One of the things I love most about food and wine is their ability to transport one to a different place. And a place’s people, culture, and customs are reflected in its food and wine. In that sense, one can virtually travel the world through food and wine. And that is exactly what we are doing through Italian Food Wine and Travel (#ItalianFWT). We are taking a virtual tour of Italy by exploring its food and wines. This month we’re exploring Vallee d’Aosta (Aosta Valley)!
Valle d’Aosta is the smallest, and least populated region in Italy. It’s located in the mountainous northwest corner mountainous corner of Italy’s where the nation’s borders meet those of France and Switzerland. As a result of a long-ago mingling of the French Provençal and northern Italian cultures Italian and French are the official languages. And the co-mingling of French and Italian culture is also evident in the local architecture and at the dining table.
Val d’Aosta is overlooked by some of Europe’s highest mountains, including Mont Blanc , the Matterhorn (Monte Cervino), Monte Rosa, and Gran Paradiso. Not surprisingly the region offers some of the best skiing in Europe. And when the snow melts, spectacular hiking and other outdoor activities.
On my plate
After poking around on the web a bit, I found a recipe for Veal Ribs with Fontina, a meat dish with an intense flavor, typical of the Aosta Valley cuisine. It’s essentially veal chopped stuffed with Fontina Cheese.
Fontina is a classic Italian cheese that’s been made in the Aosta Valley since the 12thcentury.
I had some cornmeal on hand so, I decided to whip up some polenta. I found a recipe for Polenta with Fontina and Thyme. And last, but not least, with the polenta firmly in mind, I decided to whip up Herb Butter too. (recipe below)
Fortunately, this was a pretty straight-forward preparation. And it turned out beautifully!
What I liked about this dish is that it
In my glass
Quite naturally, the vineyards in Valle d’Aosta are home to some of Europe’s highest vineyards. French grape varieties are just as common as Italian grape varieties. And the region is home to a diverse selection of indigenous grapes. Petit Rouge is arguably the most important of these (besides Picotendro, a local clone of Nebbiolo).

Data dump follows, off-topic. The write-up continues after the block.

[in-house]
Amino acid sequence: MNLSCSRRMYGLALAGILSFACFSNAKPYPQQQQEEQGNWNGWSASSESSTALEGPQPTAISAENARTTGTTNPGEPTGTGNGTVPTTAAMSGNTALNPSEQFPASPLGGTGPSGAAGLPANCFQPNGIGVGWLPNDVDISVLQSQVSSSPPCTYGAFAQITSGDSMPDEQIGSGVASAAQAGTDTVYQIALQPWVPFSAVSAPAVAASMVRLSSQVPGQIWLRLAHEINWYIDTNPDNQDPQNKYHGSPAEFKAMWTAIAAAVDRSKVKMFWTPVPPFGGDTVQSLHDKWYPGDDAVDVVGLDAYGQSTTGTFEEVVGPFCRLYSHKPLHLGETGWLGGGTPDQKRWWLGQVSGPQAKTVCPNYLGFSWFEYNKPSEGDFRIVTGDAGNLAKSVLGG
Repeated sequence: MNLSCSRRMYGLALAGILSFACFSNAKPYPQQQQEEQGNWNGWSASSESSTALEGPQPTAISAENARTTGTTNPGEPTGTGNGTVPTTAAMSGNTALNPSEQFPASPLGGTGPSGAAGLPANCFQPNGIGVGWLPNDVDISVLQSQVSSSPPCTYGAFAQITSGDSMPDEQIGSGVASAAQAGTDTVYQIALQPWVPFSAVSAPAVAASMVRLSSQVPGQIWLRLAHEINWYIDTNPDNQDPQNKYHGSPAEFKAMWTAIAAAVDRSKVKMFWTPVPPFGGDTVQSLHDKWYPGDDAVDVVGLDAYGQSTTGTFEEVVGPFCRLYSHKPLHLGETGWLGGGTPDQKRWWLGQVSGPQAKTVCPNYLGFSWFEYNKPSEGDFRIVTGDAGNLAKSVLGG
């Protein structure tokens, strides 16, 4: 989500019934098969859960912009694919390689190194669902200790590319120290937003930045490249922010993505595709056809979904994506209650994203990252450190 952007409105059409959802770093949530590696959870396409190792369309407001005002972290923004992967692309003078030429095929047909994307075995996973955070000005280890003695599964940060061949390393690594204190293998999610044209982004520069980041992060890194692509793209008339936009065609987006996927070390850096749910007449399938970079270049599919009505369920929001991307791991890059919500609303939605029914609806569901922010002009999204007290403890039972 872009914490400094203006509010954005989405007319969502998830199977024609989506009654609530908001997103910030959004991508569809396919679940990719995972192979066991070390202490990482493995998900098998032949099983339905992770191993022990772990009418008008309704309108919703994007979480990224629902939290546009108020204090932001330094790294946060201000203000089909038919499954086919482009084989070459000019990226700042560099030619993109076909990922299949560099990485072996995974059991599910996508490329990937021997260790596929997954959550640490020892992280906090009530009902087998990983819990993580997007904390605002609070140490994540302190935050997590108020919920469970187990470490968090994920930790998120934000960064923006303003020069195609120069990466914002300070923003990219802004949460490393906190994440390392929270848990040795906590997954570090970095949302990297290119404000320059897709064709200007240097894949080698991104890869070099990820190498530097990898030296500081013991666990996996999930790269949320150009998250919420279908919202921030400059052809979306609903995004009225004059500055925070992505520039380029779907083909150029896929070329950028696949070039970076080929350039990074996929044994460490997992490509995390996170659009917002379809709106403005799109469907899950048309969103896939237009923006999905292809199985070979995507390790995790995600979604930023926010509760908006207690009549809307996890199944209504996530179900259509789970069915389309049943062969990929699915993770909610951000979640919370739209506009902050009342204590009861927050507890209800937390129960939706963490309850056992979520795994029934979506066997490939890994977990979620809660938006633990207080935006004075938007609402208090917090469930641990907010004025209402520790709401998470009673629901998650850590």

Here’s what New York Times wine critic, Eric Asimov says of Aosta Valley wines…Of the many wrinkles in the Italian wine tapestry, one of the wrinkliest is about as far northwest as you can go in Italy. There, tucked away in the Alps beneath looming Mont Blanc, the tallest peak in the chain, is the smallest Italian viticultural region, brimming with little-known wines capable of offering great pleasure.
It was a challenge to find a Valle d’Aosta wine. My usually reliable wine store didn’t have any. Fortunately, I found the 2010 Maison Anselmet Torrette Supèrieur.
Blend of 70% Petit Rouge the dominant red grape in the Aosta Valley; along with a 30% blend of lesser known red wine grapes – Fumin, Mayolet, Cornalin that are indigenous to the region. The wine was aged in French barriques.
My tasting notes follow:
Ruby color with rose hips, mixed black and red fruit, and cinnamon aromas. On the palate it’s medium-bodied, fresh and well balanced with a wonderful velvety texture and polished tannins with black cherry, plum, pomegranate and a bit of blackberry flavors with an appealing saline minerality and a long spicy finish. The wine reminded me of a Cru Beaujolais.
The wine was a wonderful partner for our dinner. It was very good with the Veal Ribs. But it was even better with the Polenta with Fontina.
And be sure to check out what my fellow #ItalianFWT have to share with you:
- VinoTravels – Swept away to the Alpine region of the Valle d’Aosta
- Culinary Adventures with Camilla – Pluot-Glazed Duck Legs and Les CretesTorrette 2011
- Rockin Red Blog –Over the Hills and Far Away
- Cooking Chat –Ziti with Kale Pesto and Roasted Broccoli
- Food Wine Click –They Sure Love Fontina in the Valle d’Aosta
- Confessions of a Culinary Diva – Valle d’Aosta Fonduta & Wine
- The Wining Hour –Valle d’Aosta Petit Rouge & Fontina
Join us Saturday November 7th where our blogging group shares our experiences on the food, wine and travel to this region. A live chat will be held Saturday November 7th at 11am on Twitter at #ItalianFWT and we’d love to hear from you.
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